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Turkey's Erdogan has said there is "no problem" with the EU and Germany after a rough-and-tumble year. He also commended EU countries for their stance against the US decision on Jerusalem.
Turkish President Recep Tayyip Erdogan has expressed hope for good relations with the European Union and Germany, after a year of tense relations between Berlin and Ankara.
"We certainly desire good relations with the EU and EU countries," Erdogan told journalists aboard a flight back from a four-day trip to Sudan, Chad and Tunisia.
Ties between the Brussels and Ankara have steadily deteriorated over the past two years, with Turkey's EU accession process all but halted over deteriorating human rights and rule of law.
Turkey and Germany careened from crisis to crisis in 2017 as relations hit rock bottom over a series of issues.
"There is an expression that I always use. We need to reduce our enemies and increase our friends," Erdogan said.
"We don't have a problem with Germany, the Netherlands or Belgium. It's exactly the opposite, the leaders of those countries are old friends of mine," Erdogan said. "They did some wrong things to me, but that's a different matter."
Tensions between Berlin and Ankara have eased somewhat recently after the release from prison of a number of German nationals. But relations are still plagued by a war of words earlier this year and serious disputes, including the continued detention of Die Welt correspondent Deniz Yücel on trumped-up terrorism charges in Turkey.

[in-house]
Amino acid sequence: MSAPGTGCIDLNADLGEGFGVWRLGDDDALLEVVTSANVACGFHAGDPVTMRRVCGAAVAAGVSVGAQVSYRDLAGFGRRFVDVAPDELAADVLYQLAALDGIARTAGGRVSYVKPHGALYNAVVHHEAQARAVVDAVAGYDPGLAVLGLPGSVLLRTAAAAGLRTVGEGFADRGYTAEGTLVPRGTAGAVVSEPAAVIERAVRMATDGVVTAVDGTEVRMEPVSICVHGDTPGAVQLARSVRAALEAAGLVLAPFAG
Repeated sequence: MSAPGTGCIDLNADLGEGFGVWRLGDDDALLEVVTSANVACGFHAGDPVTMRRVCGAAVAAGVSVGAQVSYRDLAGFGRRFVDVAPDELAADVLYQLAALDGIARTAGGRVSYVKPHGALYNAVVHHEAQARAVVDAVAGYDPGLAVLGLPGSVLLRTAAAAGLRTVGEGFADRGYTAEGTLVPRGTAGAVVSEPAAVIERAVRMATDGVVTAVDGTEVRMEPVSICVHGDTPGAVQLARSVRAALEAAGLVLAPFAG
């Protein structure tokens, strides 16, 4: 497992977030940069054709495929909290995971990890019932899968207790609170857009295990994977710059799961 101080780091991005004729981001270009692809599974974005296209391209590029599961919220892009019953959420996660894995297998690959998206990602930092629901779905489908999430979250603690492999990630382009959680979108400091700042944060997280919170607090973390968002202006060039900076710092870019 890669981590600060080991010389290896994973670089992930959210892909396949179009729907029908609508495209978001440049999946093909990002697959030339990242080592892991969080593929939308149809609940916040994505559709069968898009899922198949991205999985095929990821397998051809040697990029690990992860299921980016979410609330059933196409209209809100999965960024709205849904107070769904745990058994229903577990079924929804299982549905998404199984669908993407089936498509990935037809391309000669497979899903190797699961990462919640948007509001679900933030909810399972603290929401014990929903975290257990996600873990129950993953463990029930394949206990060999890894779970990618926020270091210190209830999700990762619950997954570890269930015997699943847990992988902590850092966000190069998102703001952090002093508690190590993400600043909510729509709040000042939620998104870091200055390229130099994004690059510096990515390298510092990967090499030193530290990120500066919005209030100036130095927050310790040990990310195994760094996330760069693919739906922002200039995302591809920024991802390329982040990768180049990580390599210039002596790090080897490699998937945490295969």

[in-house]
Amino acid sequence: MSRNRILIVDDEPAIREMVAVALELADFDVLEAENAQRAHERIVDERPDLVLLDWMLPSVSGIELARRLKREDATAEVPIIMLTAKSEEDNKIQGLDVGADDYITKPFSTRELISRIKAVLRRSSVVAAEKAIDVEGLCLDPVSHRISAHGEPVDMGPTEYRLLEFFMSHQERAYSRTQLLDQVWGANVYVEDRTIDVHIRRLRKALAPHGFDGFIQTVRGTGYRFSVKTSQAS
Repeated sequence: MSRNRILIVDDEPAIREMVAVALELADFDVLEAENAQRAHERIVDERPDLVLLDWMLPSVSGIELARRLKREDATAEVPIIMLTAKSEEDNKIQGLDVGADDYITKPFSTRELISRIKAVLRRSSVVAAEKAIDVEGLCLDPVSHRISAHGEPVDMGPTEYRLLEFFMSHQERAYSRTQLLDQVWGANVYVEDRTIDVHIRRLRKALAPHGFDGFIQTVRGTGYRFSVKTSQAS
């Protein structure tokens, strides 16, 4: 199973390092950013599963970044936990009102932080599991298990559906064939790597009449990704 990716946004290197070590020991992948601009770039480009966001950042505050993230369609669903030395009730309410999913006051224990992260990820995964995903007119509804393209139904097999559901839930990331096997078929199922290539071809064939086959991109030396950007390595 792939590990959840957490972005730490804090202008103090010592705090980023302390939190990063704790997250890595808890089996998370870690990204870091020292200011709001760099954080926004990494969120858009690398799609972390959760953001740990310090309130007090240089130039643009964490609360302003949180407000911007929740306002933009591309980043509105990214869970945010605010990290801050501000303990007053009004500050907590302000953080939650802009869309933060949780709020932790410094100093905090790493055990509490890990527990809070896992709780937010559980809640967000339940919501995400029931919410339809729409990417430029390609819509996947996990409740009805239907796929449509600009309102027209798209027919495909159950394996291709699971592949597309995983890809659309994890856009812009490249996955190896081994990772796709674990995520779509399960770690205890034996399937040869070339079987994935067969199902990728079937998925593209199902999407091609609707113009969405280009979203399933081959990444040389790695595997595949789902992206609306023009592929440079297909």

Erdogan said that he may visit Germany, the Netherlands, France and the Vatican.
Focus shifts to Jerusalem
Erdogan said there were problems with the Netherlands, Germany and Belgium, but "our last discussions have been quite good."
"On the issue of Jerusalem, I wanted support from them; they are on the same page as we are," Erdogan said, referring to opposition to US President Donald Trump's decision to recognize the contested holy city as the capital of Israel. He said he called German President Frank-Walter Steinmeier recently to thank him.
Erdogan likes to present himself as the Muslim world's chief defender of Palestinian rights and has been leading the charge against the Trump administration's Jerusalem decision.
He said that after an overwhelming UN General Assembly vote this month against the United States' Jerusalem stance, he hoped to encourage a reversal of policy.
"Now some other necessary steps need to be taken. In this context, a Palestinian state should be recognized," he said. "Some countries will recognize a Palestinian state; a number of EU states would immediately recognize Palestine."